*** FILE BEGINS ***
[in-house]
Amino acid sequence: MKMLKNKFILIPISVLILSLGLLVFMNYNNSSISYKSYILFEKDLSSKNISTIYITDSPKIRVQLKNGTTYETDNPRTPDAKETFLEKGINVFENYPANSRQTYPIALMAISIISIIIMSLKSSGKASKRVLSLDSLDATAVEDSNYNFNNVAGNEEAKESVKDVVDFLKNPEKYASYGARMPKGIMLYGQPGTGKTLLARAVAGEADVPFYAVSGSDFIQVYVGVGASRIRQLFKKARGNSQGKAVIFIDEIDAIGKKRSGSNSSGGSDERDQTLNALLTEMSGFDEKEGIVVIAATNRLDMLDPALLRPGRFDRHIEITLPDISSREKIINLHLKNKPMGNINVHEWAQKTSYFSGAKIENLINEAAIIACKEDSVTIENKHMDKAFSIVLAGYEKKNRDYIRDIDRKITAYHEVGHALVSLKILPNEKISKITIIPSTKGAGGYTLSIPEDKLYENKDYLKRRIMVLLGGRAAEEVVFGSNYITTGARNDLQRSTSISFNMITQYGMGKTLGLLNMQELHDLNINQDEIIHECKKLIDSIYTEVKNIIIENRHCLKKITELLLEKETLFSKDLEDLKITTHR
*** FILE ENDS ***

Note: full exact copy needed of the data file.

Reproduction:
[in-house]
Amino acid sequence: MKMLKNKFILIPISVLILSLGLLVFMNYNNSSISYKSYILFEKDLSSKNISTIYITDSPKIRVQLKNGTTYETDNPRTPDAKETFLEKGINVFENYPANSRQTYPIALMAISIISIIIMSLKSSGKASKRVLSLDSLDATAVEDSNYNFNNVAGNEEAKESVKDVVDFLKNPEKYASYGARMPKGIMLYGQPGTGKTLLARAVAGEADVPFYAVSGSDFIQVYVGVGASRIRQLFKKARGNSQGKAVIFIDEIDAIGKKRSGSNSSGGSDERDQTLNALLTEMSGFDEKEGIVVIAATNRLDMLDPALLRPGRFDRHIEITLPDISSREKIINLHLKNKPMGNINVHEWAQKTSYFSGAKIENLINEAAIIACKEDSVTIENKHMDKAFSIVLAGYEKKNRDYIRDIDRKITAYHEVGHALVSLKILPNEKISKITIIPSTKGAGGYTLSIPEDKLYENKDYLKRRIMVLLGGRAAEEVVFGSNYITTGARNDLQRSTSISFNMITQYGMGKTLGLLNMQELHDLNINQDEIIHECKKLIDSIYTEVKNIIIENRHCLKKITELLLEKETLFSKDLEDLKITTHR